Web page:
Mari Osaka, the sister of Australian Open champion Naomi, has announced her sad retirement from tennis at the age of 24.
The elder Osaka made the heartbreaking announcement on Tuesday, saying her tennis career was a journey she didn't enjoy.
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"I am retired from playing tennis," she wrote on Instagram.
"It was a journey which I didn't enjoy ultimately but I'm grateful for all the memories and support I've gained and received over the years from the sport.
"I'm moving on now so you can look forward to new fun projects upcoming in the future."
Ranked 340th in the world, Osaka has played most of her career on the ITF circuit.
She reached her highest ranking of 280 in 2018.
Naomi Osaka, currently ranked World No.2, has previously spoken about how Mari was the better player when they were younger.
"Up until I was 15 she was 6-0-ing me, ridiculous," Naomi told The New York Times.
"I don't know what happened, maybe finally something clicked in my head, but for sure she was beating me.
"In the win-loss record, she's up by like a million or something."
Naomi said it was her dream to be able to play with her sister on the WTA tour.
"For me it would be a dream," she said.
"Because I don't really talk to that many people, and she's the nicer one in this relationship. It would definitely mean a lot."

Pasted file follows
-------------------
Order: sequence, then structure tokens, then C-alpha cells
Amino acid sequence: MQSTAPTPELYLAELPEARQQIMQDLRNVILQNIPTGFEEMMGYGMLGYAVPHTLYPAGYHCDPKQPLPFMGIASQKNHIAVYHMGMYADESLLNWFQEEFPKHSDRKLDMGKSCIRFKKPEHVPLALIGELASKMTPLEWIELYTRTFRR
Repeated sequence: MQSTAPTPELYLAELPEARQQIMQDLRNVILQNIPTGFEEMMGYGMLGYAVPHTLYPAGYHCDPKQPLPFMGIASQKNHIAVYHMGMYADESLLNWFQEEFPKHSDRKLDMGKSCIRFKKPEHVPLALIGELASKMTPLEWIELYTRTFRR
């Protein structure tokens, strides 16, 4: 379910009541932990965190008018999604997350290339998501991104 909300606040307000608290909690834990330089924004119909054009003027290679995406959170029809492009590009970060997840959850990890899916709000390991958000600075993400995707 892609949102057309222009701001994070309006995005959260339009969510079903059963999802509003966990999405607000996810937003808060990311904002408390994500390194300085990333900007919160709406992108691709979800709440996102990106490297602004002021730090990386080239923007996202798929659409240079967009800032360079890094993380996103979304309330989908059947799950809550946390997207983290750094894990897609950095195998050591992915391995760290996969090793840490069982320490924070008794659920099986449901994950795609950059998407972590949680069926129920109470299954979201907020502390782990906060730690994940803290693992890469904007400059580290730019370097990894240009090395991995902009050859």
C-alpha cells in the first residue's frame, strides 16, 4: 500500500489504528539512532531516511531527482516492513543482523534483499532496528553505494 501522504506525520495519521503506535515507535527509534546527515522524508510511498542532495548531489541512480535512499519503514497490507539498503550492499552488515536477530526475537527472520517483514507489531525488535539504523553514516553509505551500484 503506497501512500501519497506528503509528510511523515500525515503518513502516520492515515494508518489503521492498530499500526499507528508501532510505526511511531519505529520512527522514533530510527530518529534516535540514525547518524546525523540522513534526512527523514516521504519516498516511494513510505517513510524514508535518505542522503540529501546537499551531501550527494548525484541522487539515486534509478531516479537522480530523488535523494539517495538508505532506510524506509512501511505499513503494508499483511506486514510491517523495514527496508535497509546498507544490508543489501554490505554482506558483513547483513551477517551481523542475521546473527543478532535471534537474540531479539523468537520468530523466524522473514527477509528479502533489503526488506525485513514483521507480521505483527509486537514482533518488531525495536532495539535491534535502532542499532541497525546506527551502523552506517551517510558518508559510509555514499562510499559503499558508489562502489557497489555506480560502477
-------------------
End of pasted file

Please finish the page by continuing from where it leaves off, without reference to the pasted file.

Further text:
Mari Osaka only played one match in 2021, losing to Sarah Hamner in the first round of qualifying for an ITF event in Georgia in January.
Best of luck to Mari. She’s still so young. Tennis was only her first chapter.
— Christina 💙🤎🖤💖 (@stinarichard) March 9, 2021
Yes. Andy Murray would not be the player he is if he had not had to play his elder brother Jamie who was one of very best youth players in world until British training schools ruined him. 280 rank...she’s a bloody good player. Naomi will have had to work some as a kid to beat her
— AngelGoBi (@CBD420THC999) March 9, 2021
Well she was tragic
— 🎾🎾🎾🎾 Kojak (@LostPlishyFan) March 9, 2021
Naomi Osaka destined for tennis greatness
Meanwhile, Naomi Osaka is being hailed as a double-digit major winner in waiting after soaring into rarefied air with her latest Australian Open triumph.
The Japanese superstar became the first woman since Monica Seles 30 years ago to win her first four grand slam finals with victory at Melbourne Park last month.
Margaret Court also accomplished the feat in the early 1960s, as did Roger Federer before going on to rack up a record 20 men's grand slam singles crowns.
Ominously for Osaka's rivals, not even legends Serena and Venus Williams, Steffi Graf, Martina Navratilova, Chris Evert nor Billie-Jean King managed to win their first four major finals.
"I think she has 10 grand slams in her, minimum, I really do," Wilander said on Eurosport.
"She moves really well, she's so strong and doesn't look as if she can get hurt very easily.
"She's very subdued when she wins which means, I think, she wants to win more. Everything speaks for her winning at least 10 majors.
"She says she's gonna take it in fives. Certainly she's gonna get to five. I would think she's up there on 10, 11, 12 minimum.
"She's the best hardcourt player we've had in the women's game since Serena was at her best.
"She hasn't lost a grand slam final and hasn't lost in the second week of a slam so I don't know if she feels pressure."
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